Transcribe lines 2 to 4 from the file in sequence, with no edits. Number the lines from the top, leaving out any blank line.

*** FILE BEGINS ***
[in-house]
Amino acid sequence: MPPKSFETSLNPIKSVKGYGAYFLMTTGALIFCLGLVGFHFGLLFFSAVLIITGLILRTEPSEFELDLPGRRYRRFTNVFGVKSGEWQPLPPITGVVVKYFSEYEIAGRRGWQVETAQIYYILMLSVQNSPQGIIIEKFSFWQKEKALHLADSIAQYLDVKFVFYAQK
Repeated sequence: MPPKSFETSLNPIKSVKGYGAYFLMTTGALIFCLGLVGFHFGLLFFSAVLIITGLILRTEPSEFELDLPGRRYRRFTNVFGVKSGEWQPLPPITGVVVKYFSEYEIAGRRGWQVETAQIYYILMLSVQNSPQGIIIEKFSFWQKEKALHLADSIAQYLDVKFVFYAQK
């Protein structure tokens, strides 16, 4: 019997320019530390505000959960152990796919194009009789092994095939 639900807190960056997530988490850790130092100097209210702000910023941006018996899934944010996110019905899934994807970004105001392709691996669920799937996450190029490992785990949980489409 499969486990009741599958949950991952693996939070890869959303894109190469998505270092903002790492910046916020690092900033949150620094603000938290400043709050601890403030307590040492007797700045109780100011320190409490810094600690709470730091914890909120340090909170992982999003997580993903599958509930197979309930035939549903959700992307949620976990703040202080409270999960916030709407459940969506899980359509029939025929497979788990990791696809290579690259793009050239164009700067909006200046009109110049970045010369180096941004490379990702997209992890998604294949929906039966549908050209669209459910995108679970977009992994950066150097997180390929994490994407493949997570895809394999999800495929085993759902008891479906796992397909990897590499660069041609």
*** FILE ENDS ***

Amino acid sequence: MPPKSFETSLNPIKSVKGYGAYFLMTTGALIFCLGLVGFHFGLLFFSAVLIITGLILRTEPSEFELDLPGRRYRRFTNVFGVKSGEWQPLPPITGVVVKYFSEYEIAGRRGWQVETAQIYYILMLSVQNSPQGIIIEKFSFWQKEKALHLADSIAQYLDVKFVFYAQK
Repeated sequence: MPPKSFETSLNPIKSVKGYGAYFLMTTGALIFCLGLVGFHFGLLFFSAVLIITGLILRTEPSEFELDLPGRRYRRFTNVFGVKSGEWQPLPPITGVVVKYFSEYEIAGRRGWQVETAQIYYILMLSVQNSPQGIIIEKFSFWQKEKALHLADSIAQYLDVKFVFYAQK
């Protein structure tokens, strides 16, 4: 019997320019530390505000959960152990796919194009009789092994095939 639900807190960056997530988490850790130092100097209210702000910023941006018996899934944010996110019905899934994807970004105001392709691996669920799937996450190029490992785990949980489409 499969486990009741599958949950991952693996939070890869959303894109190469998505270092903002790492910046916020690092900033949150620094603000938290400043709050601890403030307590040492007797700045109780100011320190409490810094600690709470730091914890909120340090909170992982999003997580993903599958509930197979309930035939549903959700992307949620976990703040202080409270999960916030709407459940969506899980359509029939025929497979788990990791696809290579690259793009050239164009700067909006200046009109110049970045010369180096941004490379990702997209992890998604294949929906039966549908050209669209459910995108679970977009992994950066150097997180390929994490994407493949997570895809394999999800495929085993759902008891479906796992397909990897590499660069041609």